The Best Freshwater Bass Lures

The Best Freshwater Bass Lures
The bass species is divided into five subgroups: largemouth bass, smallmouth bass, Suwannee bass, red-eye bass and spotted (Kentucky) bass. Of these five subgroups, the largemouth bass is the largest. In addition to possessing a large mouth, it has light greenish to brownish sides with a dark lateral line that breaks into blotches toward the tail of the fish. Bass are predator fish with a penchant for clear, non-flowing freshwater. They especially like areas where there is a large amount of vegetation.


Rig Crayfish bait to a monofilament fishing line and fish close to the bottom. If fishing for largemouth bass, rig a large crayfish to your line with a gang hook. Crayfish are sometimes difficult to use, but stick with gang hooks and you should get a strike. If you do not have crayfish and the water is still very cold, use slow moving bait that acts like a crayfish. Remember, when crayfish face a threat, they jump and then swim backward a few feet. Use a jig-and-pig bounce on the lift, then flutter the line on the fall to create this effect. Artificial lure such as Paca Craws or Fat Baby Craw are also effective.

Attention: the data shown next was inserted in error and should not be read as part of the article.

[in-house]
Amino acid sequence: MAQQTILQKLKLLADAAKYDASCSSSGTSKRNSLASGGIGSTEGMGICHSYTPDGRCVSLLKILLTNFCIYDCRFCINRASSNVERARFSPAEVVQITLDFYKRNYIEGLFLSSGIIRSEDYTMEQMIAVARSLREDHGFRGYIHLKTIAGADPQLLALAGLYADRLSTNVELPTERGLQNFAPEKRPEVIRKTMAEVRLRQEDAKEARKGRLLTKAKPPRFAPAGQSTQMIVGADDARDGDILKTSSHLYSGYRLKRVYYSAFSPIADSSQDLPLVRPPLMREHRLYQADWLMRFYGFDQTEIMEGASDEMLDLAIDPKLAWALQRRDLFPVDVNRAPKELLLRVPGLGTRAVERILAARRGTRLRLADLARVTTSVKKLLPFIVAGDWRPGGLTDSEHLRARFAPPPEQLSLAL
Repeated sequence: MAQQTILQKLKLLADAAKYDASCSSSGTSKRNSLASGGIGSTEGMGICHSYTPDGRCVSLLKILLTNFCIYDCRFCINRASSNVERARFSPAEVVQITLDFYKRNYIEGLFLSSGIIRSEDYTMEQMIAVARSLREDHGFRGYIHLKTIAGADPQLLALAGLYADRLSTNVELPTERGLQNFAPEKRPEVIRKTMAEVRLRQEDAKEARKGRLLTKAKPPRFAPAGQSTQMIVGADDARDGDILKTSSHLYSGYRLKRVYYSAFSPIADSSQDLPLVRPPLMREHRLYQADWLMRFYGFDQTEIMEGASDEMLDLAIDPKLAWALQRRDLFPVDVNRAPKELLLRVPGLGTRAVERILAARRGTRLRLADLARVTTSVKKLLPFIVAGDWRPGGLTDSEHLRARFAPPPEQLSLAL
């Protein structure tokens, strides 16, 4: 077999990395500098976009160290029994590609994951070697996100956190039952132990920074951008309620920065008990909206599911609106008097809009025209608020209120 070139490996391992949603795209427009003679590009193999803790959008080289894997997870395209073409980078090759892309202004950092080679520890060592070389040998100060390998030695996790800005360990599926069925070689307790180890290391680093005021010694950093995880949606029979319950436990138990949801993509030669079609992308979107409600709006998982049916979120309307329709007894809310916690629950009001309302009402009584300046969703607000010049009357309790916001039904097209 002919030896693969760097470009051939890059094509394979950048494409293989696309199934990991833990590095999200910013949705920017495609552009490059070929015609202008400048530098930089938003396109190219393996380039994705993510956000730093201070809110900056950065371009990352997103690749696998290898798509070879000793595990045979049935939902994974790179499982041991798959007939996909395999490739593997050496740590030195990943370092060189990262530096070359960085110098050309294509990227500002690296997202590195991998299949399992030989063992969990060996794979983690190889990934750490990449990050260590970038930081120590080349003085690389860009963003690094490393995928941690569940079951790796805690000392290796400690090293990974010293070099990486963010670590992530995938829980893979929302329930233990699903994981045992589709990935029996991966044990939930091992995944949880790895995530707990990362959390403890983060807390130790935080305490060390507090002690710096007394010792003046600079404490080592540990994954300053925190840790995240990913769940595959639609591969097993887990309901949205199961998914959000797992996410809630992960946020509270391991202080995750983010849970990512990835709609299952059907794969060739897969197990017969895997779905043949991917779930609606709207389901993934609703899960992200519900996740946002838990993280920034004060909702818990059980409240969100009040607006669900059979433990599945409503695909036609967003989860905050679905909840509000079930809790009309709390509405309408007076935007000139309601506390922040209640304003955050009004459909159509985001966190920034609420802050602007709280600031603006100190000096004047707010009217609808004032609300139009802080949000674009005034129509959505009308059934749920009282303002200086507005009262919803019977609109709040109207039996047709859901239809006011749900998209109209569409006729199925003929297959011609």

Minnows and Other Bait Fish

Use live or artificial bait fish present in the body of water where you are fishing. Live bait for largemouth bass includes scuds, shad, minnows or shiners and sunfish. Artificial alternatives are also available, including the KickTail Minnow, Smithwick Rogue and the Bomber Model A. Rig your line and drag it along the bottom. Bass will exit from the grass, wild rice and cattails to feed on minnows, especially when schools are feeding heavily. Cast a spinner bait, tinsel tail spinner or surface lure such as a Spook or Hula Popper. Be sure to target weed beds for superior striking action. The best color lures to use are white, black or worm color.

Scum Frogs

Use frog lures or scum frogs as they are also called to fish thick weed beds and lily pads. Increase striking action by slowing down your retrieve. Bass prefer to ambush prey, rather than chase it down, especially if that prey is fast. Thus, it is important to cast your line, twitch it once or twice, then allow it to sit. After several seconds have passed, repeat this twitching action and wait another 30 to 60 seconds. Remember to allow the frog to sit longer than it appears active in the water.


Article Written By Charlie Gaston

Charlie Gaston has written numerous instructional articles on topics ranging from business to communications and estate planning. Gaston holds a bachelor's degree in international business and a master's degree in communications. She is fluent in Spanish and has extensive travel experience.

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